Developing Informatics Tools for Genome Analysis
Date/Time: March 31st, 3:40pm
Location: Lee Liu Hall Howe Hall
Coffee & Hors d'oeuvres at 3:10pm in the Atrium
There is always a strong demand from the genomics community to develop efficient algorithms and tools for genome data analysis. Data processing and analysis in sheer quantity pose extremely difficult challenges in many large and complex genome projects. In this seminar, sequence alignment using hash index method will be addressed first. Performance of the algorithm is discussed and compared with other methods with respect to search speed, memory usage, and sensitivity. It then follows a brief description on structural variation detection using a pattern growth method, which precisely pinpoints the breakpoints of insertions and deletions from paired-end reads. The focus of the talk will be on genome assembly by introducing a key element of the algorithm to cluster billions of NGS reads into size controllable groups based on sequence similarities and therefore permits a simple approach to parallelization of the assembly process. Finally, we discuss the application of 3rd generation data from Oxford Nanopore on genome scaffolding and detection of structural rearrangements.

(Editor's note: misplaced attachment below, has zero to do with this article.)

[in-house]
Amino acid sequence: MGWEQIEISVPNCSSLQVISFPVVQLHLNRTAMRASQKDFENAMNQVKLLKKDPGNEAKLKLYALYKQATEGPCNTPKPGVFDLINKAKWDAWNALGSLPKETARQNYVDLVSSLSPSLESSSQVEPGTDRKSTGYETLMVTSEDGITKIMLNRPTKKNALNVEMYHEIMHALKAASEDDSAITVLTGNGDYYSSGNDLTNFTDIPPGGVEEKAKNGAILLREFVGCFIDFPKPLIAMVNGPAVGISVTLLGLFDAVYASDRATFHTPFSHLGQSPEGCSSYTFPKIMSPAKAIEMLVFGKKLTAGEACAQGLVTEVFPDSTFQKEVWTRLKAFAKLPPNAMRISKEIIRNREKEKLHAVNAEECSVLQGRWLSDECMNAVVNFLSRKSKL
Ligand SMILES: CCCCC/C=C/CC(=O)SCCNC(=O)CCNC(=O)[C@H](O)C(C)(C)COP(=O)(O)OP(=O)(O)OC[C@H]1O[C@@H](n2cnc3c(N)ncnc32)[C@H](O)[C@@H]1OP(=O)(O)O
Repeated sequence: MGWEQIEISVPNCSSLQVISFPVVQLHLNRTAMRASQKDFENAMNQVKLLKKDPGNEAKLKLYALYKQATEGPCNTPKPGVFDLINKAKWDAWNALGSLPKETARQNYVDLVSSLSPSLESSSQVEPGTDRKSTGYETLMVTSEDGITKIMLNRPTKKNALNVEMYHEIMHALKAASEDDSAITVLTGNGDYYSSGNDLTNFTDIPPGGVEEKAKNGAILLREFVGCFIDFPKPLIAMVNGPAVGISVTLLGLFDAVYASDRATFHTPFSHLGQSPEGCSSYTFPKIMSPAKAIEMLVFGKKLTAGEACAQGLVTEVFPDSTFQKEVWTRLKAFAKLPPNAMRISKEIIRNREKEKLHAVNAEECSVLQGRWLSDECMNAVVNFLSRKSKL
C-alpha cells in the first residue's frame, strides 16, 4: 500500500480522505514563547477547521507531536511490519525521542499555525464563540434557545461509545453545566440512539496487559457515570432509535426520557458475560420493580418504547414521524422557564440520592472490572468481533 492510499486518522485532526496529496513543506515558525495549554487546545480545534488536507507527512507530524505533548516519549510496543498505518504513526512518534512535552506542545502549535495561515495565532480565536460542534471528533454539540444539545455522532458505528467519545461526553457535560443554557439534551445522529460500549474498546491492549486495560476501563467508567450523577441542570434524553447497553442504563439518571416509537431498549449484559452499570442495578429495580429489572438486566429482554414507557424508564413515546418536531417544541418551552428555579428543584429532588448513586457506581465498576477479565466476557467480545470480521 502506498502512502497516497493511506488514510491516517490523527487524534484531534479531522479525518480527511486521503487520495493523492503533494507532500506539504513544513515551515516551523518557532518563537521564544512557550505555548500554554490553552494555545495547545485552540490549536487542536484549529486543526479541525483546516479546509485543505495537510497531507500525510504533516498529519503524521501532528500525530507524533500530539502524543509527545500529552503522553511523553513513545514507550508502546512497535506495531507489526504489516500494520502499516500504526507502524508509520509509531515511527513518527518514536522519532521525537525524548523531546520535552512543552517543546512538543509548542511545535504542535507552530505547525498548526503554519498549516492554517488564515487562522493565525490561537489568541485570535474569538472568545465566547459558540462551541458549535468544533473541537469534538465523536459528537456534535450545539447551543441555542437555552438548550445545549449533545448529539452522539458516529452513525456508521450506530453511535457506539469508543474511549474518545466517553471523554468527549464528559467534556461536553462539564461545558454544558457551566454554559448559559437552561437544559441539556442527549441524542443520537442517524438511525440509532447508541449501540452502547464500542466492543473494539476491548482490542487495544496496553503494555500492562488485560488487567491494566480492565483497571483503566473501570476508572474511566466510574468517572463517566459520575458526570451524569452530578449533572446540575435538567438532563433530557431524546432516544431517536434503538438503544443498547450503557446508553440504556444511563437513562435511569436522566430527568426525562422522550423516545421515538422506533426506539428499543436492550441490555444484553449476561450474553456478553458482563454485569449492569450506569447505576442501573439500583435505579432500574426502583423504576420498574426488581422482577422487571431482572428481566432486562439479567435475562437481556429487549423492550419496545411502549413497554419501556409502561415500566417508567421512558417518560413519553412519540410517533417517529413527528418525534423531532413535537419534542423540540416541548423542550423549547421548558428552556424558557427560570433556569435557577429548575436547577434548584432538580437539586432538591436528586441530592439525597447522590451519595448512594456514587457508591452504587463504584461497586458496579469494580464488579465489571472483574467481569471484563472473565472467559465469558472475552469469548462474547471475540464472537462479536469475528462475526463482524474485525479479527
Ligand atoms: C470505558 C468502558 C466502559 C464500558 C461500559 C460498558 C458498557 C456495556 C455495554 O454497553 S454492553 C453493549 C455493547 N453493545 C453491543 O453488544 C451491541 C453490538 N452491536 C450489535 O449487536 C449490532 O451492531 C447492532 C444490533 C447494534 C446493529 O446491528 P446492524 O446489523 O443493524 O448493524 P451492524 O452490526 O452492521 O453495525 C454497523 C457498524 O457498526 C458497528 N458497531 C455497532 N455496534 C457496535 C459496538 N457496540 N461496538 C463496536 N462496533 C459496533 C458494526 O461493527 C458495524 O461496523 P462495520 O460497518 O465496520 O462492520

Dr Zemin Ning is a Senior Scientific Manager and heads the group of "Sequence Assembly and Data Analysis" at the Wellcome Trust Sanger Institute, UK. Trained in Engineering/Physics, he has been active in genome informatics, specializing in sequence alignment and genome assembly. Over the past years, he and his colleagues in the group have developed a number of bioinformatics tools, such as SSAHA/SSAHA2, Phusion/Phusion2, Smalt and Pindel etc. The group also produced over 30 de novo assemblies from large animal and plant genomes, including Gorilla, Zebrafish, Tasmanian Devil, Bamboo and Miscanthus.
*This Seminar is made possible as an initial part of the BCB hiring initiative in which the Department of Computer Science at Iowa State University seeks outstanding applicants for a Full Professor at the intersection of big data analytics in bioinformatics and computational biology.*